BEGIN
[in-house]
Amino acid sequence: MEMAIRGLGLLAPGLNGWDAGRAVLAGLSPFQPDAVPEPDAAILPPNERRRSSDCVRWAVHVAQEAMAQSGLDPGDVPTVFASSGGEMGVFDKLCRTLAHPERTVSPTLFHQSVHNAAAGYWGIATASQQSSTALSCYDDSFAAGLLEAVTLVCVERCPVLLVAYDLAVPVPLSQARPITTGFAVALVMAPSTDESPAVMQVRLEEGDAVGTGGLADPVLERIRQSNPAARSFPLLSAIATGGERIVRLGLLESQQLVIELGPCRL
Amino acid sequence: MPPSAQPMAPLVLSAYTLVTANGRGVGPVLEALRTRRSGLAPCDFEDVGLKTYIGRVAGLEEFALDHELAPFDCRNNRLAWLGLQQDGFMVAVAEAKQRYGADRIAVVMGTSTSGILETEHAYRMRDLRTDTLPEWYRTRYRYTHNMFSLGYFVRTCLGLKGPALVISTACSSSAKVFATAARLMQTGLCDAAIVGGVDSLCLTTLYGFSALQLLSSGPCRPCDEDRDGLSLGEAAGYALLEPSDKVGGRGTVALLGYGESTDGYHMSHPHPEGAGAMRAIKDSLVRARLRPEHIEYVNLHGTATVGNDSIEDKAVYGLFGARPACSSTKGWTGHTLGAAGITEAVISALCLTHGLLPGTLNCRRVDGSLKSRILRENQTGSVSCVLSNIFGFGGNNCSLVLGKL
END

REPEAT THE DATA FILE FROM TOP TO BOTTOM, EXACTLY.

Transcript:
[in-house]
Amino acid sequence: MEMAIRGLGLLAPGLNGWDAGRAVLAGLSPFQPDAVPEPDAAILPPNERRRSSDCVRWAVHVAQEAMAQSGLDPGDVPTVFASSGGEMGVFDKLCRTLAHPERTVSPTLFHQSVHNAAAGYWGIATASQQSSTALSCYDDSFAAGLLEAVTLVCVERCPVLLVAYDLAVPVPLSQARPITTGFAVALVMAPSTDESPAVMQVRLEEGDAVGTGGLADPVLERIRQSNPAARSFPLLSAIATGGERIVRLGLLESQQLVIELGPCRL
Amino acid sequence: MPPSAQPMAPLVLSAYTLVTANGRGVGPVLEALRTRRSGLAPCDFEDVGLKTYIGRVAGLEEFALDHELAPFDCRNNRLAWLGLQQDGFMVAVAEAKQRYGADRIAVVMGTSTSGILETEHAYRMRDLRTDTLPEWYRTRYRYTHNMFSLGYFVRTCLGLKGPALVISTACSSSAKVFATAARLMQTGLCDAAIVGGVDSLCLTTLYGFSALQLLSSGPCRPCDEDRDGLSLGEAAGYALLEPSDKVGGRGTVALLGYGESTDGYHMSHPHPEGAGAMRAIKDSLVRARLRPEHIEYVNLHGTATVGNDSIEDKAVYGLFGARPACSSTKGWTGHTLGAAGITEAVISALCLTHGLLPGTLNCRRVDGSLKSRILRENQTGSVSCVLSNIFGFGGNNCSLVLGKL